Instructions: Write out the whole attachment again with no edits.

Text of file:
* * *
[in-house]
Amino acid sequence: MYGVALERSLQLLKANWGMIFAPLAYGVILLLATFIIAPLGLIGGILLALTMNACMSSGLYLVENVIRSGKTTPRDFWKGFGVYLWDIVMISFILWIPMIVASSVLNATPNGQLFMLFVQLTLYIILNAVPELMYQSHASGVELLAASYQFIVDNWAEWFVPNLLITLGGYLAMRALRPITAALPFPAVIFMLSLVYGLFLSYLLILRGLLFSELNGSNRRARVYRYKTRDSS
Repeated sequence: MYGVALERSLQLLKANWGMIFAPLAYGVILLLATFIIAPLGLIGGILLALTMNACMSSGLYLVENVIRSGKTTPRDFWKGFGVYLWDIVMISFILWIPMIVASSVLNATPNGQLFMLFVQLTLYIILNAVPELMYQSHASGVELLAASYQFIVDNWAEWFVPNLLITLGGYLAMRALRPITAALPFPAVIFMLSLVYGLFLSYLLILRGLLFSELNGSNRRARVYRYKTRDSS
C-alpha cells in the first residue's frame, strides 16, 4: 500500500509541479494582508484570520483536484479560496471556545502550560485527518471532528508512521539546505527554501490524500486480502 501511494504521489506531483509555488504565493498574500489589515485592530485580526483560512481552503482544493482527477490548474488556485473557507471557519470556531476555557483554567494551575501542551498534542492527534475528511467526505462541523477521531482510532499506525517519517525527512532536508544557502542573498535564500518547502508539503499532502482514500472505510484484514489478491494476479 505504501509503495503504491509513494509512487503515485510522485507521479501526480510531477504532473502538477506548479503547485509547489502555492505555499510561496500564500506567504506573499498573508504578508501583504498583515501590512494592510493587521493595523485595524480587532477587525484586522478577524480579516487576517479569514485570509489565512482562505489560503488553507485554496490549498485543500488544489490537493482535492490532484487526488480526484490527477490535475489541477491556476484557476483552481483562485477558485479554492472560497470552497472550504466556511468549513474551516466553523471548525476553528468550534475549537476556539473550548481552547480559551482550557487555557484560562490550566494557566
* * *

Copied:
[in-house]
Amino acid sequence: MYGVALERSLQLLKANWGMIFAPLAYGVILLLATFIIAPLGLIGGILLALTMNACMSSGLYLVENVIRSGKTTPRDFWKGFGVYLWDIVMISFILWIPMIVASSVLNATPNGQLFMLFVQLTLYIILNAVPELMYQSHASGVELLAASYQFIVDNWAEWFVPNLLITLGGYLAMRALRPITAALPFPAVIFMLSLVYGLFLSYLLILRGLLFSELNGSNRRARVYRYKTRDSS
Repeated sequence: MYGVALERSLQLLKANWGMIFAPLAYGVILLLATFIIAPLGLIGGILLALTMNACMSSGLYLVENVIRSGKTTPRDFWKGFGVYLWDIVMISFILWIPMIVASSVLNATPNGQLFMLFVQLTLYIILNAVPELMYQSHASGVELLAASYQFIVDNWAEWFVPNLLITLGGYLAMRALRPITAALPFPAVIFMLSLVYGLFLSYLLILRGLLFSELNGSNRRARVYRYKTRDSS
C-alpha cells in the first residue's frame, strides 16, 4: 500500500509541479494582508484570520483536484479560496471556545502550560485527518471532528508512521539546505527554501490524500486480502 501511494504521489506531483509555488504565493498574500489589515485592530485580526483560512481552503482544493482527477490548474488556485473557507471557519470556531476555557483554567494551575501542551498534542492527534475528511467526505462541523477521531482510532499506525517519517525527512532536508544557502542573498535564500518547502508539503499532502482514500472505510484484514489478491494476479 505504501509503495503504491509513494509512487503515485510522485507521479501526480510531477504532473502538477506548479503547485509547489502555492505555499510561496500564500506567504506573499498573508504578508501583504498583515501590512494592510493587521493595523485595524480587532477587525484586522478577524480579516487576517479569514485570509489565512482562505489560503488553507485554496490549498485543500488544489490537493482535492490532484487526488480526484490527477490535475489541477491556476484557476483552481483562485477558485479554492472560497470552497472550504466556511468549513474551516466553523471548525476553528468550534475549537476556539473550548481552547480559551482550557487555557484560562490550566494557566